This study examined how retelling stories with a variety different background noise conditions affected the communicative experiences of people with aphasia (PWA). Participants included 11 adults with mild to moderate aphasia and 11 age- and gender-matched controls. Participants participated in a semi-structured interview immediately following the experimental measure where they were asked open-ended questions regarding their experience retelling stories and how those experiences related to their everyday lives. Results revealed three themes related to how participants responded to communicating in noise: (a) cognitive reactions, (b) emotional reactions, and (c) social reactions. The findings suggest that PWA exert more effort when speaking in noise and benefit from supportive communication partners more than control participants. Findings also suggest that PWA who reported a lack of strategies were more likely to adopt maladaptive strategies. Explicit training for communication partners and PWA may help PWA more effectively cope with the challenges of difficult noise situations which may lead to increased confidence and social participation.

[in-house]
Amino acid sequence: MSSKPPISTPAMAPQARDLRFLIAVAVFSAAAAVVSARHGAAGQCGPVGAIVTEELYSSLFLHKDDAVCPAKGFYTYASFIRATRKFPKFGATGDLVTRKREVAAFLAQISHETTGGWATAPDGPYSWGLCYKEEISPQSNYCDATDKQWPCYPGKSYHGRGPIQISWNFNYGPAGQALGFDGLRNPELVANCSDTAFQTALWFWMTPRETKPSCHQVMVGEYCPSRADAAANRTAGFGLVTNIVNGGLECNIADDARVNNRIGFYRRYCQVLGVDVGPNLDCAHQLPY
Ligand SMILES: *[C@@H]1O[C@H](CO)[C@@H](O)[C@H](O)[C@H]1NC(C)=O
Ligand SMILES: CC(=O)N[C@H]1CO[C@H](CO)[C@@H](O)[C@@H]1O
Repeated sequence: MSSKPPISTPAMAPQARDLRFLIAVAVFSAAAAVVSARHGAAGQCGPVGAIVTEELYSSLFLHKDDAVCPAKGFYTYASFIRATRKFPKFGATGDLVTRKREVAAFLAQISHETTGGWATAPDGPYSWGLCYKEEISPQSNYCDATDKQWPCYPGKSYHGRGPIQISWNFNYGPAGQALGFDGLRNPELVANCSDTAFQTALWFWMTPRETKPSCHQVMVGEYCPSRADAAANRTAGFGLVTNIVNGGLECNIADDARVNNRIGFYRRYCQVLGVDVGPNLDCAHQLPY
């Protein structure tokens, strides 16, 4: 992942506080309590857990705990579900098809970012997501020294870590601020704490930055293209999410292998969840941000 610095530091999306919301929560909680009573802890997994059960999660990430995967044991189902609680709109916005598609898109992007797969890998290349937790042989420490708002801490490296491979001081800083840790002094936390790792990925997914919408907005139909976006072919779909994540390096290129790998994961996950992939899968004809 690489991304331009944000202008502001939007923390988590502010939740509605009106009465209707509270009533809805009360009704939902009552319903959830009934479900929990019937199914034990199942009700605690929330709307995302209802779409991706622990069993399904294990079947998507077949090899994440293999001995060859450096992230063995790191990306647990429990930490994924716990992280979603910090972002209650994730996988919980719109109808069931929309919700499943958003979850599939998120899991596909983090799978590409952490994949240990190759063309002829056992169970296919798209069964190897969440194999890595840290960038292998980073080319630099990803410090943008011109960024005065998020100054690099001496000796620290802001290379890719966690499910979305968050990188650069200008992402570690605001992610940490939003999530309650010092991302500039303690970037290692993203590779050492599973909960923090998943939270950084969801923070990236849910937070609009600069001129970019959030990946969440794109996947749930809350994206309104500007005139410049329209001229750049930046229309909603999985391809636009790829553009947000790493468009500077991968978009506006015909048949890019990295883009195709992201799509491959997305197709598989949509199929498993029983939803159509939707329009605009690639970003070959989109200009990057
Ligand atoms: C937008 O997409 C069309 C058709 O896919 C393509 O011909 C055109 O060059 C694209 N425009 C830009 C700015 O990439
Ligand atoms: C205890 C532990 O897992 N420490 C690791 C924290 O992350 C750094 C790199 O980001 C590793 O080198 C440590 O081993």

College and Department
David O. McKay School of Education; Communication Disorders
BYU ScholarsArchive Citation
Hegewald, Riley Robertson, "The Impact of Background Noise on the Communicative Experience of People With Mild to Moderate Aphasia: A Qualitative Study" (2022). Theses and Dissertations. 9584.
aphasia, attention, language, distraction